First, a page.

4 eggs

Cooking Time

40 minutes



  • 20 g Mustard oil (for frying)
  • 20 g Mustard oil (for cooking)


  • 2 pieces Dried red chillies (whole)
  • 1 piece Bay leaves (whole)
  • 2 pieces Cardamom (whole)
  • 2 pieces Cloves (whole)
  • 1 piece Cinnamon (whole)
  • 1 g (or ¼ tsp) Cumin seeds


  • 4 pieces Duck or chicken eggs (boiled)
  • 4 pieces Potatoes (diced; 5 cm cubes)
  • 100 g Onions (thinly sliced)
  • 25 g Tomatoes (diced)
  • 15 g Ginger paste
  • 2 g Garlic paste


  • 2 g Cumin powder
  • 2 g Coriander powder
  • 4 g Turmeric powder (for the curry)
  • ¼ tsp Turmeric powder (for coating the eggs with)
  • 1 g Red chilli powder
  • 6 g Salt (for the curry)
  • 6 g Salt (for boiling potatoes)
  • ¼ tsp Salt (for coating the eggs with)
  • 15 g Sugar
  • 1 piece Green chilli (slit)

Every part of India has its own iteration of the egg curry. The genius of this version is that it makes use of pan-fried boiled eggs. The boiled eggs, lightly coated in salt and turmeric, are fried in oil till they are golden. The crust makes the gravy adhere to the egg, rather than it just sliding off its smooth surface. This is a hearty, filling curry, best served with a plate of steaming rice.

Recipe Notes



  1. Bring a pot of water to a boil.
  2. Lower the eggs (which should be at room temperature; eggs from the refrigerator might crack when added to boiling water) in the water and cook them on low heat for 6 minutes (duck eggs) or 5 minutes (chicken eggs), with the lid on.
  3. Turn off the heat and let the eggs sit in the hot water for another 3 minutes. We want the yolks gooey.
  4. Drain the water and remove the shells.
  5. Prick the eggs all around with a toothpick. This will prevent the eggs from bursting when fried and also allow the gravy to seep to the yolk.
  6. Coat the eggs in ¼ tsp each of salt and turmeric powder.
  7. Fry the eggs in 10 g mustard oil on medium heat for 5 minutes, till they develop an even amber-coloured crust.
  8. Set aside.


  1. Peel and cut the potatoes in chunks of 5 cm. We need as many pieces of potatoes as there are eggs (four, in this case).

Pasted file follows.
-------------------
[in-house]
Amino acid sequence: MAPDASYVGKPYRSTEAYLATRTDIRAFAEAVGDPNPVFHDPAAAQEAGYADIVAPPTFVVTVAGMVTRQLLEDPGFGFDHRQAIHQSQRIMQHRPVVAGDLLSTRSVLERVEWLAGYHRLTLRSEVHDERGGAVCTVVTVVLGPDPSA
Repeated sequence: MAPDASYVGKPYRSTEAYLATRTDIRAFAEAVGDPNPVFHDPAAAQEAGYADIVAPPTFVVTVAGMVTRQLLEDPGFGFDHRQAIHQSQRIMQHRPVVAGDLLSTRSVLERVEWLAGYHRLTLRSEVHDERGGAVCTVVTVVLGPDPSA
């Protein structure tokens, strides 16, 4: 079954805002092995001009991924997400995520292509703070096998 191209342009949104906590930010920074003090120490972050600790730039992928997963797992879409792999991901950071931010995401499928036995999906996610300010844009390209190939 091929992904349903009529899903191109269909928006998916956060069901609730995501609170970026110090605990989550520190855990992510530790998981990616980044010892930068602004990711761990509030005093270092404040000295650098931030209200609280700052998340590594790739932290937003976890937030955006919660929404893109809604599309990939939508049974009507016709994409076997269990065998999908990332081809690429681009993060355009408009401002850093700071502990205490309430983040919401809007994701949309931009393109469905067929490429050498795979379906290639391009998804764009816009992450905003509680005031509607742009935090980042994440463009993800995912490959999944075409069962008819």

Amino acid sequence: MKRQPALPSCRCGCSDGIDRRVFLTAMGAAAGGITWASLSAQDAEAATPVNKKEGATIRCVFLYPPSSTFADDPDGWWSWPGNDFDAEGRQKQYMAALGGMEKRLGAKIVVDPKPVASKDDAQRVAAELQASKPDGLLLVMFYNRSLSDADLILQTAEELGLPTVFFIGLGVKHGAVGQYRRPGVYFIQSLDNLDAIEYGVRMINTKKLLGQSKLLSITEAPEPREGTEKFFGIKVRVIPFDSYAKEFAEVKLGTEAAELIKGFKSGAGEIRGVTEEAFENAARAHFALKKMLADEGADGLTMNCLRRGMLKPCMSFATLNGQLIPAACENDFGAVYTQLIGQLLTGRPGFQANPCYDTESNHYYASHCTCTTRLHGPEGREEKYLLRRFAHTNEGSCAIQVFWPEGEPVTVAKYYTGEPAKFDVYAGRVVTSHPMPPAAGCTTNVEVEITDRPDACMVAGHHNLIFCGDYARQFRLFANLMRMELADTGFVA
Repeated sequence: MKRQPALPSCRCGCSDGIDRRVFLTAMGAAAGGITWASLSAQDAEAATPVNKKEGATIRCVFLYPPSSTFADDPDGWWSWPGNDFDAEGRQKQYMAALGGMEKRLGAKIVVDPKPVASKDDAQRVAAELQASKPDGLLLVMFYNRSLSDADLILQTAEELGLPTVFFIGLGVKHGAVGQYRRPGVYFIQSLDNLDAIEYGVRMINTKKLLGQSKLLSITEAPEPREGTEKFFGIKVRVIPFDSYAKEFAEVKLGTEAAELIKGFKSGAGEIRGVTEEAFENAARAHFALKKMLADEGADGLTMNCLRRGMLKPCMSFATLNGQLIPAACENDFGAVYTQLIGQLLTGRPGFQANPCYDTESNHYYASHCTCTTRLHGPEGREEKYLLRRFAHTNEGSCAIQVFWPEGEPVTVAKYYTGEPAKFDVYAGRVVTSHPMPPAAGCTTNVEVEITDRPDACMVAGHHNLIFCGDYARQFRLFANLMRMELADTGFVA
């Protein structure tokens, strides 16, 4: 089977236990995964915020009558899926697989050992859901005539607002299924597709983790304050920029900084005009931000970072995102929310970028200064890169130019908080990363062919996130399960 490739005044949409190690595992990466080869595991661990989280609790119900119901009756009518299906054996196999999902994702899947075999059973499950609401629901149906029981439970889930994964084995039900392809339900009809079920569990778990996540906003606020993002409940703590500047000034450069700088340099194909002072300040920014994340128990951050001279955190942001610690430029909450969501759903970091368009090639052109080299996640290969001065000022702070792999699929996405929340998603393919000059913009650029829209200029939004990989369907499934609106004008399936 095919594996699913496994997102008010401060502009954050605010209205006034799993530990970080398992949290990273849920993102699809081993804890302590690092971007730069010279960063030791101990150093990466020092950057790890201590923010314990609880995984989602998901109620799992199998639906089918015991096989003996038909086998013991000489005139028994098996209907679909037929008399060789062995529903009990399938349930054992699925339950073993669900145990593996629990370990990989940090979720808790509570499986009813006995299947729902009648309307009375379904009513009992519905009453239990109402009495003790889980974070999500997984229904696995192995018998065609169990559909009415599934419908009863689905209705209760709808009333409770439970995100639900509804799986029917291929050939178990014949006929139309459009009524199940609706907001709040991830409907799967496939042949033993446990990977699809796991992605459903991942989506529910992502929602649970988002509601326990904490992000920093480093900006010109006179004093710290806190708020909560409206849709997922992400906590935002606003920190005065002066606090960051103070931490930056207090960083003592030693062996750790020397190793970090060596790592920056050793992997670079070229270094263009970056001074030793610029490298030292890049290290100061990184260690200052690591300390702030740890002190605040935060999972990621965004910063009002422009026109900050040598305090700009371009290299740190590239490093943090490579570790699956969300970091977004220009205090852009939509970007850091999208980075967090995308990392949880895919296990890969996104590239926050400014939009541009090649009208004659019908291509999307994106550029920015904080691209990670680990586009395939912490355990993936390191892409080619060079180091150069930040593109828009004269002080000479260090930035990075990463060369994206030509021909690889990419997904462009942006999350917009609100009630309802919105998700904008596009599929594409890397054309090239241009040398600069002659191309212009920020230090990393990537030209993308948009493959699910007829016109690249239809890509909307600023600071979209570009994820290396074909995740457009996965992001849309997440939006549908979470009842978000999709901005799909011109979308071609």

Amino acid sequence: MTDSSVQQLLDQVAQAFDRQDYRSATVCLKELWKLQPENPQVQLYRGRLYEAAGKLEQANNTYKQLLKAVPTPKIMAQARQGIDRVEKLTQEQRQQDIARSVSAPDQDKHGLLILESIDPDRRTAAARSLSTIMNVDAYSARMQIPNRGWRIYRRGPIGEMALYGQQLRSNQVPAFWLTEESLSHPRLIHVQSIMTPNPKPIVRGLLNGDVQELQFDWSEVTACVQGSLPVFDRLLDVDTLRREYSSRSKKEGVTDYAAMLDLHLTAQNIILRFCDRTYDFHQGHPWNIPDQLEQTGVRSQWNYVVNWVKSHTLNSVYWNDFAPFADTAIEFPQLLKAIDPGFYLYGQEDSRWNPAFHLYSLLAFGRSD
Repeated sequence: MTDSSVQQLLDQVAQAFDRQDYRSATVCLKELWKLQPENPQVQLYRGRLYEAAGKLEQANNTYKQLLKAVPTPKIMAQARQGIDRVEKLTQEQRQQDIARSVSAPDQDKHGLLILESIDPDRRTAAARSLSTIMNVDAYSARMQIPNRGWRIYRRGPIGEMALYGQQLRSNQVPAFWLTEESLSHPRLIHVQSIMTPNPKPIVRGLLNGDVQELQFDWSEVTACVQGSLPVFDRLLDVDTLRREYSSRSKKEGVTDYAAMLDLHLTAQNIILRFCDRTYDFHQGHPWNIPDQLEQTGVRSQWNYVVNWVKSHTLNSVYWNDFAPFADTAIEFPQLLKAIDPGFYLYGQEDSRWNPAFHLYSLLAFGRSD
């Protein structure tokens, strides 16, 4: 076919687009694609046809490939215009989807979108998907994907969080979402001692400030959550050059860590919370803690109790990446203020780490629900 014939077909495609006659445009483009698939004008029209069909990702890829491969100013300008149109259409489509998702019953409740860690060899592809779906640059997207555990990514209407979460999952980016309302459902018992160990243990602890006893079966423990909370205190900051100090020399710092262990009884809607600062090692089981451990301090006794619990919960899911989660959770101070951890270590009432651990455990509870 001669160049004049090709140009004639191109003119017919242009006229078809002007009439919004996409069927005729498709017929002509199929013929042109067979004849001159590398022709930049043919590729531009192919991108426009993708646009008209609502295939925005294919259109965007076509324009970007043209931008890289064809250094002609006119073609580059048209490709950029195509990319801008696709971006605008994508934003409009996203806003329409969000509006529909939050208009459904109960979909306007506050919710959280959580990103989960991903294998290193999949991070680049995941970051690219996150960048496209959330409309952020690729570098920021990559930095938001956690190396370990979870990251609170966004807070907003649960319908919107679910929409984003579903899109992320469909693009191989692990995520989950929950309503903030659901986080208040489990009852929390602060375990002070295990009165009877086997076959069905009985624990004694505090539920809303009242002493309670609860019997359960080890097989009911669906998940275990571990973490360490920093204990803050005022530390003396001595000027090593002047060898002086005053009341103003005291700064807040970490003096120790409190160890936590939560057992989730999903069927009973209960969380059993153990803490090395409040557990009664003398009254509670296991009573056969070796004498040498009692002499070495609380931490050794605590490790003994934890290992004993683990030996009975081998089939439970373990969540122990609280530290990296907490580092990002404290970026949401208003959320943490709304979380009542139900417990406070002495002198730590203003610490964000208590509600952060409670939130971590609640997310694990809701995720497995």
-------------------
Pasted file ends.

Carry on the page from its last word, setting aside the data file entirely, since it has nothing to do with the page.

2. Place them in a microwaveable bowl with 6 g of salt and 2 tablespoons of water.
  3. Cover with cling film and microwave for 3 minutes. Alternatively, you can also boil them on the stove till partially cooked.
  4. Set aside.


  1. Now, heat 20 g mustard oil in a pan.
  2. Temper the oil with the phoron (dried red chillies, bay leaves, cardamom, cinnamon, cloves, and cumin seeds).
  3. Once the whole spices start to crackle in oil, add the chopped onions and sugar to the pan and fry on medium heat for 5–7 minutes.
  4. Add the ginger paste and minced garlic to the pan, and fry for another 3–4 minutes.
  5. Make a spice paste by adding 50 g water to the cumin powder, coriander powder, turmeric powder, red chilli powder, and salt.
  6. Add this mixture to the pan and cook on medium heat till the water dries off.
  7. Then, add another 50g of water, along with the tomatoes and green chilli, and cook till the water dries off again.
  8. Add the parboiled potatoes and cook on low heat for 2 minutes.
  9. Then add the eggs. Cook for another minute. Stop here if you want dim’er kosha, a rich gravy to accompany your fried rice or luchi. For a lighter curry to eat with steamed rice, proceed to the next step.
  10. Now, add 225 g hot water to the pan. This will form the curry.
  11. Boil for 5–7 minutes with the lid on before removing from the heat.


  • Saucepan | boiling pot
  • Kadai | wok | frying pan | cooking pot
  • Lid for cooking vessel
  • Khunti | long spatula
  • Microwavable bowl (optional)
  • Plastic wrap (optional)

Triply Stainless Steel 12-Inch Wok


Triply Stainless Steel 12-Inch Wok

12 inch

3.7 L

Victorinox 7 inch santoku chef's knife

Victorinox 7 inch santoku chef's knife

Transparent electric kettle

Transparent electric kettle

1.7 L


  • Stove
  • Microwave (optional)
  • Electric kettle (optional)